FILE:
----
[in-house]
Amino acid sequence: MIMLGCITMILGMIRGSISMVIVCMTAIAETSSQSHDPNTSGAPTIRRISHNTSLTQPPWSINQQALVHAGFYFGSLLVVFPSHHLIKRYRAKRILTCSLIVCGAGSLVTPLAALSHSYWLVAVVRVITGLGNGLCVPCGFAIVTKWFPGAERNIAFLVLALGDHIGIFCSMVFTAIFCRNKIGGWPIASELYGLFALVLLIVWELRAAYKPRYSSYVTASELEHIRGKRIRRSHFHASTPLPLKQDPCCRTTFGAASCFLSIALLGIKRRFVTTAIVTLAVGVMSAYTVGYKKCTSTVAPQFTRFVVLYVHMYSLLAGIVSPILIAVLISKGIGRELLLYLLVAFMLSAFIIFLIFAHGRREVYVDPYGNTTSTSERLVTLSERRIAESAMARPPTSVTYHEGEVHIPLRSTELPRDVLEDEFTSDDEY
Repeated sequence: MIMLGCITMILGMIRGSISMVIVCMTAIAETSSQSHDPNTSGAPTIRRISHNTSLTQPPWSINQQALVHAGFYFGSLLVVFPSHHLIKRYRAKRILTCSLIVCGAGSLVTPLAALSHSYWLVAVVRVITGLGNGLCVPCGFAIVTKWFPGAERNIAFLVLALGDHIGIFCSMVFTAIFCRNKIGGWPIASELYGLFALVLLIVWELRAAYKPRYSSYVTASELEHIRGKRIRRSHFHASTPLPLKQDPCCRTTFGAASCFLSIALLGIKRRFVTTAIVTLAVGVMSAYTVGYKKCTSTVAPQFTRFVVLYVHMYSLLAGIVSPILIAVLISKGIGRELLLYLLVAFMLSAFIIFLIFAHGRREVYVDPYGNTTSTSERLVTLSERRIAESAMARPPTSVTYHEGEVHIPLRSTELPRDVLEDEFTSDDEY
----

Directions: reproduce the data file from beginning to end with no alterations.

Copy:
[in-house]
Amino acid sequence: MIMLGCITMILGMIRGSISMVIVCMTAIAETSSQSHDPNTSGAPTIRRISHNTSLTQPPWSINQQALVHAGFYFGSLLVVFPSHHLIKRYRAKRILTCSLIVCGAGSLVTPLAALSHSYWLVAVVRVITGLGNGLCVPCGFAIVTKWFPGAERNIAFLVLALGDHIGIFCSMVFTAIFCRNKIGGWPIASELYGLFALVLLIVWELRAAYKPRYSSYVTASELEHIRGKRIRRSHFHASTPLPLKQDPCCRTTFGAASCFLSIALLGIKRRFVTTAIVTLAVGVMSAYTVGYKKCTSTVAPQFTRFVVLYVHMYSLLAGIVSPILIAVLISKGIGRELLLYLLVAFMLSAFIIFLIFAHGRREVYVDPYGNTTSTSERLVTLSERRIAESAMARPPTSVTYHEGEVHIPLRSTELPRDVLEDEFTSDDEY
Repeated sequence: MIMLGCITMILGMIRGSISMVIVCMTAIAETSSQSHDPNTSGAPTIRRISHNTSLTQPPWSINQQALVHAGFYFGSLLVVFPSHHLIKRYRAKRILTCSLIVCGAGSLVTPLAALSHSYWLVAVVRVITGLGNGLCVPCGFAIVTKWFPGAERNIAFLVLALGDHIGIFCSMVFTAIFCRNKIGGWPIASELYGLFALVLLIVWELRAAYKPRYSSYVTASELEHIRGKRIRRSHFHASTPLPLKQDPCCRTTFGAASCFLSIALLGIKRRFVTTAIVTLAVGVMSAYTVGYKKCTSTVAPQFTRFVVLYVHMYSLLAGIVSPILIAVLISKGIGRELLLYLLVAFMLSAFIIFLIFAHGRREVYVDPYGNTTSTSERLVTLSERRIAESAMARPPTSVTYHEGEVHIPLRSTELPRDVLEDEFTSDDEY